One morning in Scranton, Pennsylvania, 5 year-old Frankie (Faith Wladyka) finds her dad (Ryan Gosling, "All Good Things") asleep in a living room chair. She wakes him up, he plays and makes her breakfast, chain smoking all the while. Frankie's mom, Cindy (Michelle Williams, "Brokeback Mountain," "Wendy and Lucy") is harried getting ready for work. She's a nurse, he paints houses and six years earlier they were everything to each other in "Blue Valentine."
Cowriter (with Joey Curtis and Cami Delavigne)/director Derek Cianfrance took twelve years and a very unusual approach to making this emotionally naked and intimate portrait of a marriage and his efforts have paid off with unflinchingly honest performances from his two leads. But as he flashes back and forth between its last day (ironically the marriage ends on Independence Day) and the early days, one is left with the clear sense that this relationship was doomed from the start. Dean is the type of guy who Cindy's parents would be wary of and rightfully so. Still, it's an interesting exercise and although their is no surprise in where things are headed, there are some very charged and surprising moments along the way.
Cianfrance has credited with his leads as partial cowriters due to lots of improvization. Gosling, Williams and Wladyka even lived with their director in the Scranton house for a month before shooting began in order to bond like a family and live the working class lifestyle. In many scenes, the two actors were given direction separate from the other to create a kind of tension. In that very first opening scene, for example, we can feel a marriage that's not only lived in but unraveling, the wife clearly wearing the pants and not exactly liking it, the husband a romantic dreamer who accuses women of being too practical, looking for 'the best option.'
There's a great balance as the film flips back and forth in time. Years earlier, Dean has more hair and has just relocated from Florida to Brooklyn, where he lands a job with a moving company despite an unimpressive interview. He gets along with everyone and his personal attention to Walter, an elderly man being moved into a nursing home, is touching. Later Cianfrance will double back to that scene and surprise us by picking up one cut later, where Dean first lays eyes on Cindy, who is very close to and spends a lot of time with her Gramma (Jen Jones) across the hall from Walter's new room. Dean's been hit by the thunderbolt and works to get Cindy's attention. Their first 'date' ends with a transcendent song and dance duo in a storefront doorway.
Things get dicey with Cindy's current boyfriend, Bobby (Mike Vogel, "The Sisterhood of the Traveling Pants," "Cloverfield"), who we've seen in an earlier flashback as a match not made in heaven. Dean endures being beaten up by him at work and meets Cindy's parents (John Doman and Maryann Plunkett) with a shiner and a smile. This dinner scene provides the reasons while this relationship is doomed to fail (and it will be Bobby that sets of the current day's climax). A surprise pregnancy, though, allows Dean to sweep Cindy off her feet.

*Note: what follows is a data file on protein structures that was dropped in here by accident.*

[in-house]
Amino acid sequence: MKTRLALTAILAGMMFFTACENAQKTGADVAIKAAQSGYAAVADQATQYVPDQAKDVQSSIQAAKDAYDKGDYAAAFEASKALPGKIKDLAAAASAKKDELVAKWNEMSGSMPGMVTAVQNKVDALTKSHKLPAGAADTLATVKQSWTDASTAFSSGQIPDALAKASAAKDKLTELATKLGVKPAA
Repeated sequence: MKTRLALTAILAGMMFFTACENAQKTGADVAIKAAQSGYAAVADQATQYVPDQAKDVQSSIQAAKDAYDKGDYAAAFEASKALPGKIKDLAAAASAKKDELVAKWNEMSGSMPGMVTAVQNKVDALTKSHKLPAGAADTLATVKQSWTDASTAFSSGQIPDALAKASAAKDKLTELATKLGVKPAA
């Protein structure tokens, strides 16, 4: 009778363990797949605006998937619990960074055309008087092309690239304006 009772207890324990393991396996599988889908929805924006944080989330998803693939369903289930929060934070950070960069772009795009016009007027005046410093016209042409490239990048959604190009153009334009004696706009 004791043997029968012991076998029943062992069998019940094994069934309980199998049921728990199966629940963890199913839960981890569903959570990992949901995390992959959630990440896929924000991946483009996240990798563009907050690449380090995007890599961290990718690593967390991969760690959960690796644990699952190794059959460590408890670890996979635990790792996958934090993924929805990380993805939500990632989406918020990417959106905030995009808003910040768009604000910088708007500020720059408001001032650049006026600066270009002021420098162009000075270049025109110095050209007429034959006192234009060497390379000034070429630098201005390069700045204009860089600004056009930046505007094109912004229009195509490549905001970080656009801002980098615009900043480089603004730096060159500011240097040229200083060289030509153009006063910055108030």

Williams and Gosling are simply terrific reflecting their characters in two different time periods. Williams is sweet and unformed, albeit a bit wary when we first meet her. Her ambitions toward medical school appear sprung from her natural caring for her grandmother (washing her hair, etc.), a surprise revelation about her sexual history clearly sprung from living with a controlling and abusive father. In present scenes (the actress gained fifteen pounds in short order), Williams has lost patience, shouldering responsibility for a man who thinks it's OK to drink a beer before heading in to work in the morning. Gosling is much the same, but different, an indulgent dad whose resentment at his wife's lack of attention is simmering into a violent rage. Here's a man who thought his life's path was set with his marriage and a woman who saw it as a beginning to something bigger.
The film's editing team of Jim Helton and Ron Patane have done a beautiful job of dancing between past and present with Cianfrance setting off little bombs of insight here and there. If only they'd been able to work that family dinner into the film later, so it wasn't so obvious what the cause of the breakup would be. The early scenes were shot handheld on 16mm, giving them vibrance where the latter scenes are static, shot in close ups on HD, giving them a claustrophobic flatness.
"Blue Valentine" is a unique approach to independent filmmaking, an actor's workshop with true emotion, but in the end it's just too inevitable. Williams and Gosling are terrific, though, and Cianfrance is one to watch.
Robin gives "Blue Valentine" a C+.
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